For Deutsche Bank Bonus, Raid Is ‘Nightmare With Eyes Wide Open’
(Bloomberg) -- It’s that time of year again when Wall Street bankers turn their attention to bonuses. And at Deutsche Bank AG, they’re facing the prospect, again, that part of their payouts could be swept away by scandal.
At the company’s offices around the world on Thursday, employees watched the flashing lights of police cars through windows and on TV as 170 officers raided the bank’s headquarters and other German locations, seeking evidence of money laundering. Such news has tended to fall particularly hard on staff at the Frankfurt-based lender.
Deutsche Bank cut annual bonuses for 2016 by roughly 80 percent because of mounting costs from legal matters. To ensure its crucial talent didn’t flee, the firm earmarked more than 1.1 billion euros ($1.3 billion) in retention awards to about 5,500 employees last year. But the payouts take as long as six years to vest, and half are in the form of equity that will be withheld if the stock misses an undisclosed target.
Deutsche Bank’s shares hit a record low this month and fell anew after Thursday’s raid. Key performers are now staring at a stock price that’s less than half the level required for full payout, according to people with knowledge of the matter.
“They’re in one of those situations where it’s a nightmare with eyes wide open,” said Jason Kennedy, chief executive officer of recruiting firm Kennedy Group. “They see their money just continuously go down.”
The bank’s leaders have previously said they will pay competitively for performance this year, while reining in other expenses. That remains their intent, according to a person with knowledge of the firm’s planning, who asked not to be identified discussing private deliberations. Even if bonuses are shifted, European bankers tend to get higher base salaries than their overseas counterparts because of compensation rules aimed at reducing risk-taking.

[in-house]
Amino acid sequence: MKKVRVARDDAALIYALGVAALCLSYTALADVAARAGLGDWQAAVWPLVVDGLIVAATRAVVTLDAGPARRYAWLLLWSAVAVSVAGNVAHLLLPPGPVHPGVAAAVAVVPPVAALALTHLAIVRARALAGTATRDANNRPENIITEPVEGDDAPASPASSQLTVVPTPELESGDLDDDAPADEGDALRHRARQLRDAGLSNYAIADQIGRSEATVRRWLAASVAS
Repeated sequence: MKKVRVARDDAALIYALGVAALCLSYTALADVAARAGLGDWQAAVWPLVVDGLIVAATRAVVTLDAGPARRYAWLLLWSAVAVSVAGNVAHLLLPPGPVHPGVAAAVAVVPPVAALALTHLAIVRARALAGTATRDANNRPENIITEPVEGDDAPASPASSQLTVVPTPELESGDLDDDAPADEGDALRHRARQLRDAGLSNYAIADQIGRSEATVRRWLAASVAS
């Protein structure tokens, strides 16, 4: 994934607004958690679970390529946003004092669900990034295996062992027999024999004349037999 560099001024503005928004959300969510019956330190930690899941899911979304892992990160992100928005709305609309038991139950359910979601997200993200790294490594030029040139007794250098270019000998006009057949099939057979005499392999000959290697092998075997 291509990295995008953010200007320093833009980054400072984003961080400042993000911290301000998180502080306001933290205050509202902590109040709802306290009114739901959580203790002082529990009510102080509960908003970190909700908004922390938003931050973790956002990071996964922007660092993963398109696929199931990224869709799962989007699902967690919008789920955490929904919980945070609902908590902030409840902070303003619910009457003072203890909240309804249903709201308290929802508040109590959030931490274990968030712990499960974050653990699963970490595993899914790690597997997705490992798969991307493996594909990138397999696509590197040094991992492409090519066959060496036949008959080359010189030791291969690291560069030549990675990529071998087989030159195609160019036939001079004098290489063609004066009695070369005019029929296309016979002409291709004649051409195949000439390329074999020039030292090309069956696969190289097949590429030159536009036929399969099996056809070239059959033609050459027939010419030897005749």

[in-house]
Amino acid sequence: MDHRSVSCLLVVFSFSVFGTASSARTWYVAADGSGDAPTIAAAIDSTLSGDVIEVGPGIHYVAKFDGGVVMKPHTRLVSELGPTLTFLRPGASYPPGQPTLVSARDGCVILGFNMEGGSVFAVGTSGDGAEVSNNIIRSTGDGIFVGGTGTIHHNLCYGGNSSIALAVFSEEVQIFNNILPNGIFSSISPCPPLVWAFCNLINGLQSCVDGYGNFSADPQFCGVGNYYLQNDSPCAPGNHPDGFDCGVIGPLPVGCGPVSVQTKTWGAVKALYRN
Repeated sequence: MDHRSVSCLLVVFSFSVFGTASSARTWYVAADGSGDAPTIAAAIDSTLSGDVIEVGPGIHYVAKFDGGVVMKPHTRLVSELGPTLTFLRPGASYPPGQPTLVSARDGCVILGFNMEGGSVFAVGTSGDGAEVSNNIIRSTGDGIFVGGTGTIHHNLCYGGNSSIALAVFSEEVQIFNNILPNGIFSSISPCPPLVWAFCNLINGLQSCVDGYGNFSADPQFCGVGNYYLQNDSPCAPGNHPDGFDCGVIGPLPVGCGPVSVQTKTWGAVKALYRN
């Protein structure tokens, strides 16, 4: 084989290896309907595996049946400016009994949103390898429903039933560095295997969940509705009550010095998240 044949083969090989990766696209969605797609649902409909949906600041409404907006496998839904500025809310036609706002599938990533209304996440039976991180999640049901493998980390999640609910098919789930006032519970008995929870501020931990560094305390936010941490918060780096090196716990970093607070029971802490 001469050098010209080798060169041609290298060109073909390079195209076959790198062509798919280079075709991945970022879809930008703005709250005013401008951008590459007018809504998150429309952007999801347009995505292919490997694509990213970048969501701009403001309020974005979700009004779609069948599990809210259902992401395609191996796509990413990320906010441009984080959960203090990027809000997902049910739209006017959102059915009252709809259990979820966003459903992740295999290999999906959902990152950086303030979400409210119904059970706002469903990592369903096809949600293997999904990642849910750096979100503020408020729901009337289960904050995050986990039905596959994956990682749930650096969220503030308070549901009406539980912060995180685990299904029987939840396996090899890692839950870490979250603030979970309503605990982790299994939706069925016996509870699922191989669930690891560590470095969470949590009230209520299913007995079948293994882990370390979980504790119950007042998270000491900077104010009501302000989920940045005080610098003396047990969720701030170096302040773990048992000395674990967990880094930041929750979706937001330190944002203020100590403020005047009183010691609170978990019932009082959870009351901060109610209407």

Still, when one Deutsche Bank veteran in New York was asked about the police raid on Thursday, he pointed first to his bonus, saying he’s worried that the year-end payout will wither again. Across the Atlantic, an executive in London commiserated with a former colleague about the raid and its implications for compensation.
Chief Executive Officer Christian Sewing, who took the helm in April, has been trying to move Germany’s largest lender beyond an era of major scandals that erased years of profits, eroded the bank’s capital, eliminated jobs and fueled defections. The bank began returning to past bonus levels earlier this year. Yet new legal issues keep emerging.
Earlier this month, Deutsche Bank drew headlines for its alleged ties to a dirty money scandal at Danske Bank A/S. This week’s raid was triggered by accusations it didn’t report evidence of money-laundering contained in a batch of documents leaked to the media in 2016, known as Panama Papers. Deutsche Bank said it’s cooperating with authorities in that probe.
Already, the company’s bankers are forgoing many of the perks long associated with life in the financial industry.
In its push to cut expenses, Deutsche Bank curbed first-class train tickets and eliminated a variety of small luxuries, such as fruit bowls. Then in August, Chief Financial Officer James von Moltke took another step, urging employees in a memo to avoid non-essential travel until the end of the year. “With your help, we will meet our cost-reduction targets,” he wrote.
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